Some babies are born with an allergy to cow’s milk. This isn’t the same as lactose intolerance, which is very rare in babies. It mostly affects formula-fed babies, although in some cases it can affect breastfed babies if you eat dairy products as part of your diet.
CMPA is the most common allergy in babies, but they can also be allergic to soy, or other allergens that pass into breastmilk.
Allergy symptoms can range from mild to severe, and include:
- Green or mucous-filled poo
- Eczema and other rashes
- Severe nappy rash
- Breathing issues
These symptoms do not mean that your baby has an allergy, but if you are concerned you should see your GP. They may advise you to try and exclusion diet if you are breastfeeding, or a trial of a special formula if you are bottle feeding, or refer you for allergy testing.
Read more about CMPA.
As adults, it’s miserable when you have a cold or blocked nose, but it’s even harder for babies. Babies can’t blow their noses or choose to breathe through their mouths, and it’s also much harder for babies to feed and sleep when their noses are blocked.
Blocked noses in babies are usually caused by colds, but can also be caused by allergies, enlarged adenoids or other issues.
There are several things that you can do to help your baby if their nose is blocked:
- Saline nasal sprays or drops can help to loosen dried secretions in the nose
- A nasal aspirator can help clear snot from your baby’s nose
- Steam can ease congestion – running a hot shower and sitting with your baby in the bathroom can help
- If your baby is over 2 months old and they have a temperature or seem to be in pain, you can give infant paracetamol (ask the pharmacist for advice and always follow the dosage for your baby’s age on the packaging)
Never give your baby cough or cold medicine. There are menthol and vaporiser products available from pharmacies, but you must always check the packaging as some are not suitable for small babies.
In most cases, the congestion will pass, but if your baby has any of the following symptoms you should get advice from your GP, midwife or 111:
- Your baby is having to work hard to breathe – look out for movement in your baby’s tummy when breathing, nostrils flaring, or the skin around their ribs and at the base of their throat pulling in
- Your baby feels very hot or cold to the touch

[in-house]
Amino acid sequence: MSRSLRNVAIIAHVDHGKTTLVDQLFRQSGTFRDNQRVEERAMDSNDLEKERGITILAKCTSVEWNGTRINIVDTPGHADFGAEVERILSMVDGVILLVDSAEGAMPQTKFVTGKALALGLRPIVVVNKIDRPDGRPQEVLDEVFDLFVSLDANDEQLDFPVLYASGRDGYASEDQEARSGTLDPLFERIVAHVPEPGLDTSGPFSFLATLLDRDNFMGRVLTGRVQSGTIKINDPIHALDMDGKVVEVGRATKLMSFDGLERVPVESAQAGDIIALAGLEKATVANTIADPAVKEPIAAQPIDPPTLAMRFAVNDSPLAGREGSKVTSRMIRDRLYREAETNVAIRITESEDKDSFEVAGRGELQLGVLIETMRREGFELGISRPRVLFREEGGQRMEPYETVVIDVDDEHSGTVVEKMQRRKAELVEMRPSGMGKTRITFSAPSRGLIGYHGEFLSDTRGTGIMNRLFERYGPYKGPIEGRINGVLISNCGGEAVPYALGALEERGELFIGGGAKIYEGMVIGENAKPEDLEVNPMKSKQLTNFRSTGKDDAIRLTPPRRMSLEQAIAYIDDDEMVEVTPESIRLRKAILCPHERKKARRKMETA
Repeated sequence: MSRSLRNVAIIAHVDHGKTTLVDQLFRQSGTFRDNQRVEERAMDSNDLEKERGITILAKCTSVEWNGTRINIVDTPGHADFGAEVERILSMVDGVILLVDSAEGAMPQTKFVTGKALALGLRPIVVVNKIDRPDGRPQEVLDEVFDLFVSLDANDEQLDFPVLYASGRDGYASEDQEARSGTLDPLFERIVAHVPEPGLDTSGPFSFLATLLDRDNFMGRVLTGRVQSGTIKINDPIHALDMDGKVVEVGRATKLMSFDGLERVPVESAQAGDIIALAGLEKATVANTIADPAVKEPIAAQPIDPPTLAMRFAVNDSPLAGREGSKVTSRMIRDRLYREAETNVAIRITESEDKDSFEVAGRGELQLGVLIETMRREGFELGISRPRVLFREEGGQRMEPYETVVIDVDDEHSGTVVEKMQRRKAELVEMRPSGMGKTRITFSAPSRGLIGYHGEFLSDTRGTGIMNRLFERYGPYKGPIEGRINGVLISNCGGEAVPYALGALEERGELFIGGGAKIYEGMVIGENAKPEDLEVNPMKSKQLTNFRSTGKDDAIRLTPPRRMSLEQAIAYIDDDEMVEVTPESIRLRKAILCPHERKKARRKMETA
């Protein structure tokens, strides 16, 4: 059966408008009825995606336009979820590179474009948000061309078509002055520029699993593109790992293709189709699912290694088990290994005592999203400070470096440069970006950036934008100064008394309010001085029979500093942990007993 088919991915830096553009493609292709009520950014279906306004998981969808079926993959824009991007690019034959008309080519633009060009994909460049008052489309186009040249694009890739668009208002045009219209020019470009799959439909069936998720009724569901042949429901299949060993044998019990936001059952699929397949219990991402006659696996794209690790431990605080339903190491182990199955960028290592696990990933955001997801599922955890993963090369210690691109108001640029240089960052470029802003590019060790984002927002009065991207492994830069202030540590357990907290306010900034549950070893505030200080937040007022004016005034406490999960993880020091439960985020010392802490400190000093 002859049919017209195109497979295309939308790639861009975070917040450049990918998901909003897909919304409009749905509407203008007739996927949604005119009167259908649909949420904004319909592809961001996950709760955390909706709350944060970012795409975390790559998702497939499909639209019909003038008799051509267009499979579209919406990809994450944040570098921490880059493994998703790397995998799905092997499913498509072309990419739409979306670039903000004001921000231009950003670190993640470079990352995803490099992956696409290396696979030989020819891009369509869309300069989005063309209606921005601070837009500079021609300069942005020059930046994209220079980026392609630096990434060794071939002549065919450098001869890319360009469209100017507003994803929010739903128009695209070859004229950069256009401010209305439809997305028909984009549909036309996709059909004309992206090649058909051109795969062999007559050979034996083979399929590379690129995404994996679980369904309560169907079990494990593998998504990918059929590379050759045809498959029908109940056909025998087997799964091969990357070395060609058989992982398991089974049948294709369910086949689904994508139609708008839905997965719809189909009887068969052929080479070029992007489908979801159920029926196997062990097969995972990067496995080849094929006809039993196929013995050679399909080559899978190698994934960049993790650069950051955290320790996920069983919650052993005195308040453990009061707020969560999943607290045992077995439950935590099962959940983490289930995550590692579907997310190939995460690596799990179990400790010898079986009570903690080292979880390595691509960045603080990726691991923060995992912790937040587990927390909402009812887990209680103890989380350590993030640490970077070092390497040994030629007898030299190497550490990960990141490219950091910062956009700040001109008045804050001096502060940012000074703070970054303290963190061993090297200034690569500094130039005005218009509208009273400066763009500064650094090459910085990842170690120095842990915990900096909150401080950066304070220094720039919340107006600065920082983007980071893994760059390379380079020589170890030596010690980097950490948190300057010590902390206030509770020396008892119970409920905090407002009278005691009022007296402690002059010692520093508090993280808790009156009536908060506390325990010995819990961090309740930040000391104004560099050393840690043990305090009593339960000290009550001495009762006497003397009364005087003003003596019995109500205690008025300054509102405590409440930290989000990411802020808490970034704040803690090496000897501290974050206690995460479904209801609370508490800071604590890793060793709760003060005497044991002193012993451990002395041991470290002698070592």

- Your baby doesn’t want to, or is unable to, feed
- Your baby has fewer wet or dirty nappies than usual
- Your baby is wheezing or grunting when breathing
- Your baby has a fit or convulsion
- Your baby doesn’t seem to be getting better
- Your baby has a blocked nose / breathing issues all the time, even when otherwise well
When your baby is born, their skull won’t be completely fused together. Their head will have two fontanelles (also known as soft spots) – one larger diamond-shaped spot near the front of the head, and a smaller one near the back of the head. These will gradually get smaller as your baby grows and the skull fuses, and will usually disappear by your baby’s first birthday.
If your baby’s soft spot is sunken or bulging, it’s important to see your GP right away as this can be a sign of illness.
If you feel concerned, it’s best to get your baby checked out. If you see any of these symptoms in your baby, you should contact your midwife, GP or 111 right away:
- Your baby isn’t interested in feeding, or is having difficulty feeding
- Your baby is lethargic and it’s quite difficult to wake them
- Your baby has a temperature above 37.5C or below 36.5C
- Your baby is grunting, breathing very quickly or their breathing is laboured (you might see the skin pulling in around their ribs, their nostrils flaring or their stomach sucking in when they breathe)
- There are long pauses in your baby’s breathing, when they’re awake or asleep
- Your baby has a high-pitched cry, a weak cry or you cannot settle them at all
- Your baby becomes jaundiced (internal link) within 24 hours of birth
- Your baby’s jaundice becomes worse (jaundice can cause lethargy, yellowing of the eyes, reluctance to feed, fewer wet or dirty nappies, and pale or white stools)
- Your baby has not passed meconium (baby’s first poo which is very dark and tar-like) within 24 hours of birth
- Your baby has not had a wet nappy for 12 hours
- Your baby develops a rash all over their body
- Your baby’s soft spot on their head is sunken or bulging
You should call 999 or go to A&E if your baby has any of the following symptoms:
- Your baby is floppy and unresponsive
- You cannot wake your baby
- Your baby is very sensitive to light
- Your baby has a blue tinge to their lips or around their mouth
- Your baby has a pinprick rash which does not fade when a clear glass is pressed firmly against the skin
- Your baby feels abnormally cold to the touch
- Your baby’s skin is mottled or blue
- Your baby has a fit or convulsion
Vaccinations for your baby are usually given at 8, 12 and 16 weeks, and at 12 months of age. If you have any concerns about vaccinating your baby, it’s important to speak to your midwife or GP so that they can discuss them with you.
Here is a full breakdown of childhood vaccinations, including when they are given and why.